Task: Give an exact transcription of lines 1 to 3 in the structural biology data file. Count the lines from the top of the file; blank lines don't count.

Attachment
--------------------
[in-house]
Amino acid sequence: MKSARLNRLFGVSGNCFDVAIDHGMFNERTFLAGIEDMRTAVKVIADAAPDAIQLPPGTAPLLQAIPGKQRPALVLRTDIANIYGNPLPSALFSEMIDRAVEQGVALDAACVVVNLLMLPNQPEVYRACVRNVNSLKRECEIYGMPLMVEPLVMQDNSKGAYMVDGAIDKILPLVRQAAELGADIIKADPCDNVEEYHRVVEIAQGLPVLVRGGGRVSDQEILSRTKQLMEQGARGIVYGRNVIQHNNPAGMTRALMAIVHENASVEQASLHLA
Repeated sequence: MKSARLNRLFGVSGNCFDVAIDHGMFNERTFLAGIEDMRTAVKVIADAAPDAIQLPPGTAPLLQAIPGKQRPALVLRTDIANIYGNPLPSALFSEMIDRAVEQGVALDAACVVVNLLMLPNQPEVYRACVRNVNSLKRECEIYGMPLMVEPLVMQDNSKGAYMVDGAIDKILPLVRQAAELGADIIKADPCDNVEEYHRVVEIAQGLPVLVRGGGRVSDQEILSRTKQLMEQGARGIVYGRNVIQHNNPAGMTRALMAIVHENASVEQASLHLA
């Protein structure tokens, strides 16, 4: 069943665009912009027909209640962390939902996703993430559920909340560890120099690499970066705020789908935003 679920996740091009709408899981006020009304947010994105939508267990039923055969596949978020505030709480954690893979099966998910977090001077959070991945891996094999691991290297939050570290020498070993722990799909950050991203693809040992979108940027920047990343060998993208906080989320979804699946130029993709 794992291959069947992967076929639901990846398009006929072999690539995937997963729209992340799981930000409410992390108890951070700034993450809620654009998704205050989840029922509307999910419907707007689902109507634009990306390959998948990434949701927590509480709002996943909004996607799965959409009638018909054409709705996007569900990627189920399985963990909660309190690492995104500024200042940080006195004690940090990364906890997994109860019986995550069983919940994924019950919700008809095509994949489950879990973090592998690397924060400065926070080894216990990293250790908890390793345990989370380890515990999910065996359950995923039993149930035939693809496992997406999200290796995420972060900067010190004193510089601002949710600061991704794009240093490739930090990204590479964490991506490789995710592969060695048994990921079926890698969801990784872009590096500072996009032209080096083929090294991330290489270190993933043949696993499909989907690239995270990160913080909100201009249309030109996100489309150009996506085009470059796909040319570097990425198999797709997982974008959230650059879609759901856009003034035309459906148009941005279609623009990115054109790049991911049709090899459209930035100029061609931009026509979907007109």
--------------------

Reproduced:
[in-house]
Amino acid sequence: MKSARLNRLFGVSGNCFDVAIDHGMFNERTFLAGIEDMRTAVKVIADAAPDAIQLPPGTAPLLQAIPGKQRPALVLRTDIANIYGNPLPSALFSEMIDRAVEQGVALDAACVVVNLLMLPNQPEVYRACVRNVNSLKRECEIYGMPLMVEPLVMQDNSKGAYMVDGAIDKILPLVRQAAELGADIIKADPCDNVEEYHRVVEIAQGLPVLVRGGGRVSDQEILSRTKQLMEQGARGIVYGRNVIQHNNPAGMTRALMAIVHENASVEQASLHLA
Repeated sequence: MKSARLNRLFGVSGNCFDVAIDHGMFNERTFLAGIEDMRTAVKVIADAAPDAIQLPPGTAPLLQAIPGKQRPALVLRTDIANIYGNPLPSALFSEMIDRAVEQGVALDAACVVVNLLMLPNQPEVYRACVRNVNSLKRECEIYGMPLMVEPLVMQDNSKGAYMVDGAIDKILPLVRQAAELGADIIKADPCDNVEEYHRVVEIAQGLPVLVRGGGRVSDQEILSRTKQLMEQGARGIVYGRNVIQHNNPAGMTRALMAIVHENASVEQASLHLA